Thursday, September 17, 2015

The Book Tour Stops Here: A Review of 'Paris Time Capsule' by Ella Carey, Served with a Recipe for Porcini Mushroom Risotto

Based on the way the weather is over most of the country right now, I realize I have absolutely nothing to complain about--but good golly I am tired of the constant heat and humidity that has taken over my usually temperate Hawaii weather. I have run my air conditioner more in the past six weeks than in the past six years combined. It has made me long for an escape and with the right book and the air turned on, I can almost believe I am somewhere else--somewhere cooler. Paris Time Capsule by Ella Carey is that right kind of book, one that can transport me to a different place and even back to a different time. It's an absorbing mix of historical fiction, romance, mystery, and travelogue, and it's today's TLC Book Tour stop. I am serving up my review of this novel with a bowl of Porcini Mushroom Risotto--a dish inspired by the book and one that conjures up fall--especially when enjoyed with the air con fully on.  

Publisher's Blurb:

New York-based photographer Cat Jordan is ready to begin a new life with her successful, button-down boyfriend. But when she learns that she’s inherited the estate of a complete stranger—a woman named Isabelle do Florian—her life is turned upside down.

Cat arrives in Paris to find that she is now the owner of a perfectly preserved Belle Époque apartment in the ninth arrondissement, and that the Frenchwoman’s family knew nothing about this secret estate. Amid these strand developments, Cat is left with burning questions: What was Isabelle de Florian? And why did she leave the inheritance to Cat instead of her own family?

As Cat travels France in search of answers, she feels her grasp on her New York life starting to slip. With long-buried secrets coming to light and an attraction to Isabelle de Florian’s grandson growing too intense to ignore, Cat will have to decide what to let go of, and what to claim as her own.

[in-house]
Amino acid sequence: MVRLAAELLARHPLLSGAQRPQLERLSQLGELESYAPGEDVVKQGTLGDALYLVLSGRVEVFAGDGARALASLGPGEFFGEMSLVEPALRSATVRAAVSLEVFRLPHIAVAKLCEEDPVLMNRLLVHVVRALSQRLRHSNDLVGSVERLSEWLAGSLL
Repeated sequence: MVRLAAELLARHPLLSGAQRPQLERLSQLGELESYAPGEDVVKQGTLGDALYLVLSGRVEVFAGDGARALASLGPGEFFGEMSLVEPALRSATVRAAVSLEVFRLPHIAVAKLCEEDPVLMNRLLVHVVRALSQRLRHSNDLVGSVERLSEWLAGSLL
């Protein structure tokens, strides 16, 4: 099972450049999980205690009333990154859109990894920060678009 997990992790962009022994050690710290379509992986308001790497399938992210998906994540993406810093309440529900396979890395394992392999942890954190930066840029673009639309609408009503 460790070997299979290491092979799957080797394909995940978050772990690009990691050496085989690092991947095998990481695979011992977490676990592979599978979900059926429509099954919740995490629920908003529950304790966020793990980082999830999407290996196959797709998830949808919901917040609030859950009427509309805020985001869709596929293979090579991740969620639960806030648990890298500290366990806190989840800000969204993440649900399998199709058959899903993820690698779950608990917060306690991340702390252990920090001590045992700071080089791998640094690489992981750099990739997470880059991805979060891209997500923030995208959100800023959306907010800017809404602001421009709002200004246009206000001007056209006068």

Print Length: 282 pages
Publisher: Lake Union Publishing (May 26, 2015)

My Review: 

There are so many things to love about Paris Time Capsule--a chance to travel to Paris and the French countryside via the author's vivid descriptions, an absorbing combination of romance, mystery and historical fiction, and especially the fact that this novel is based on a true story. There actually was a secret apartment in Paris discovered in 2010. (You can see pictures of the real apartment here on the Paris Time Capsule website.) As in the story, the apartment was originally owned by Marthe de Florian, a French courtesan, and there was indeed a painting of her by Giovanni Boldini, a noted portrait painter of that era. Ella Carey's imagination created the story of Cat and the mystery of why the apartment remained unoccupied since World War II. I didn't actually see the pictures of the apartment's contents until after I read the book, but Carey described it so well that the pictures were almost exactly what I was imagining in my mind. It was easy to love Cat, the main character, and to covet her wardrobe and eye for style. There is the quintessential sexy leading man Loic to drool over--in addition to the descriptions of the Cat's clothing, the antiques, architecture, and all of the gorgeous scenery. It is a romance, so you read it knowing that there is a happy ending of some sort coming but I liked that there were some twists to the mystery about the apartment so the story itself wasn't predictable. After coming off some darker reads lately, Paris Time Capsule was a welcome change and a fun escape. If you are a Francophile and like some history and romance in your fiction, curl up with this book and some real hot chocolate in a French coffee bowl and enjoy!


Author Notes: Ella Carey is a writer and a Francophile who can almost claim Paris as her second home. She has learned French since she was five and has degrees in music, majoring in classical piano, and in arts, majoring in modern European history and nineteenth-century literature.

Writing has always been Ella’s real passion, but she has worked in various other guises. As an emerging author, Ella has had her work published in The Review of Australian Fiction.
She has traveled to France more than a dozen times and drew on her many experiences there when writing Paris Time Capsule. Ella knew straight away that the fascinating true story of the abandoned apartment was a perfect fit for her, with its blend of history; impossible, decaying romance; and mystery–not to mention Paris. Ella released Paris Time Capsule as an indie book in 2014, and it rose to number 10 on Amazon in the US. This revised and extended edition is now released with Lake Union Publishing. A feature film screenplay version of the book is in development.

In her spare time, Ella walks her dogs along the beach, speaks her particular sort of Franglais whenever she can, reads, loves to visit art museums and collects every beautiful book on Paris that she can possibly find.  She is hard at work on her second novel, which is also set in Paris. Ella lives with her two children and two noble Italian greyhounds, which are constantly mistaken for whippets.


Food Inspiration: